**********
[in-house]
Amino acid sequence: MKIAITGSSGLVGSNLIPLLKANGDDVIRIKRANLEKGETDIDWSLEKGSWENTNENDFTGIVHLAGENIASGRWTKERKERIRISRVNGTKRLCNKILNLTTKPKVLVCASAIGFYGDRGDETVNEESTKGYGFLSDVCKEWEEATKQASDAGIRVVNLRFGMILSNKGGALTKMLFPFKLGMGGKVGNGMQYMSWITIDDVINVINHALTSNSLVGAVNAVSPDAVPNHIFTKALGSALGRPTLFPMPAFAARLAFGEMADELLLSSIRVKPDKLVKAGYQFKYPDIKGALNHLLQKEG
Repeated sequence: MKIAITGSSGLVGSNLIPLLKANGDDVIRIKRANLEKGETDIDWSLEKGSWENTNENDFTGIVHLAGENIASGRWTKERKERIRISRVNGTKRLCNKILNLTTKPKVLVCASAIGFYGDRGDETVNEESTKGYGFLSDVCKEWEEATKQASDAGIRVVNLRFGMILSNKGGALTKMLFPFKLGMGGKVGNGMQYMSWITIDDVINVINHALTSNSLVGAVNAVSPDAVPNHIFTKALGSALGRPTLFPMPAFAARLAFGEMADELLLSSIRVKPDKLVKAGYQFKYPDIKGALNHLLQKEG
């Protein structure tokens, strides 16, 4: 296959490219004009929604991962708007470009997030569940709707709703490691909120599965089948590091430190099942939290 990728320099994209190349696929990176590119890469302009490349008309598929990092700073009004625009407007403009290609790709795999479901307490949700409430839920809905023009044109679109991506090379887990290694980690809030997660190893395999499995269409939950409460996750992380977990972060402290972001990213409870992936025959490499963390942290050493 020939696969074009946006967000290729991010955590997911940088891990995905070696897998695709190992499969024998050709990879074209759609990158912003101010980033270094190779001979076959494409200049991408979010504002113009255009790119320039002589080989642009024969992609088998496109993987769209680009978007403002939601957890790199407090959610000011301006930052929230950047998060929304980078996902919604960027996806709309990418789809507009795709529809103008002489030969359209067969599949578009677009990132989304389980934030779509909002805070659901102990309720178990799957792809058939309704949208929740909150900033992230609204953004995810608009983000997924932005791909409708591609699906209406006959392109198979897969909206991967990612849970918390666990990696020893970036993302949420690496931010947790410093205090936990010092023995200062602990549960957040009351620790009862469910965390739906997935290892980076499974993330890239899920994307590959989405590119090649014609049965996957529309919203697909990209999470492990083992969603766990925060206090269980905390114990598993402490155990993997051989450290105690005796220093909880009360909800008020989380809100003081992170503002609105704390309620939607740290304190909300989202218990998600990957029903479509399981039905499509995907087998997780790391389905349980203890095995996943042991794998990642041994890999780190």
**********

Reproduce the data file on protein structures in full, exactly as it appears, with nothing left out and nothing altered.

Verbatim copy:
[in-house]
Amino acid sequence: MKIAITGSSGLVGSNLIPLLKANGDDVIRIKRANLEKGETDIDWSLEKGSWENTNENDFTGIVHLAGENIASGRWTKERKERIRISRVNGTKRLCNKILNLTTKPKVLVCASAIGFYGDRGDETVNEESTKGYGFLSDVCKEWEEATKQASDAGIRVVNLRFGMILSNKGGALTKMLFPFKLGMGGKVGNGMQYMSWITIDDVINVINHALTSNSLVGAVNAVSPDAVPNHIFTKALGSALGRPTLFPMPAFAARLAFGEMADELLLSSIRVKPDKLVKAGYQFKYPDIKGALNHLLQKEG
Repeated sequence: MKIAITGSSGLVGSNLIPLLKANGDDVIRIKRANLEKGETDIDWSLEKGSWENTNENDFTGIVHLAGENIASGRWTKERKERIRISRVNGTKRLCNKILNLTTKPKVLVCASAIGFYGDRGDETVNEESTKGYGFLSDVCKEWEEATKQASDAGIRVVNLRFGMILSNKGGALTKMLFPFKLGMGGKVGNGMQYMSWITIDDVINVINHALTSNSLVGAVNAVSPDAVPNHIFTKALGSALGRPTLFPMPAFAARLAFGEMADELLLSSIRVKPDKLVKAGYQFKYPDIKGALNHLLQKEG
């Protein structure tokens, strides 16, 4: 296959490219004009929604991962708007470009997030569940709707709703490691909120599965089948590091430190099942939290 990728320099994209190349696929990176590119890469302009490349008309598929990092700073009004625009407007403009290609790709795999479901307490949700409430839920809905023009044109679109991506090379887990290694980690809030997660190893395999499995269409939950409460996750992380977990972060402290972001990213409870992936025959490499963390942290050493 020939696969074009946006967000290729991010955590997911940088891990995905070696897998695709190992499969024998050709990879074209759609990158912003101010980033270094190779001979076959494409200049991408979010504002113009255009790119320039002589080989642009024969992609088998496109993987769209680009978007403002939601957890790199407090959610000011301006930052929230950047998060929304980078996902919604960027996806709309990418789809507009795709529809103008002489030969359209067969599949578009677009990132989304389980934030779509909002805070659901102990309720178990799957792809058939309704949208929740909150900033992230609204953004995810608009983000997924932005791909409708591609699906209406006959392109198979897969909206991967990612849970918390666990990696020893970036993302949420690496931010947790410093205090936990010092023995200062602990549960957040009351620790009862469910965390739906997935290892980076499974993330890239899920994307590959989405590119090649014609049965996957529309919203697909990209999470492990083992969603766990925060206090269980905390114990598993402490155990993997051989450290105690005796220093909880009360909800008020989380809100003081992170503002609105704390309620939607740290304190909300989202218990998600990957029903479509399981039905499509995907087998997780790391389905349980203890095995996943042991794998990642041994890999780190």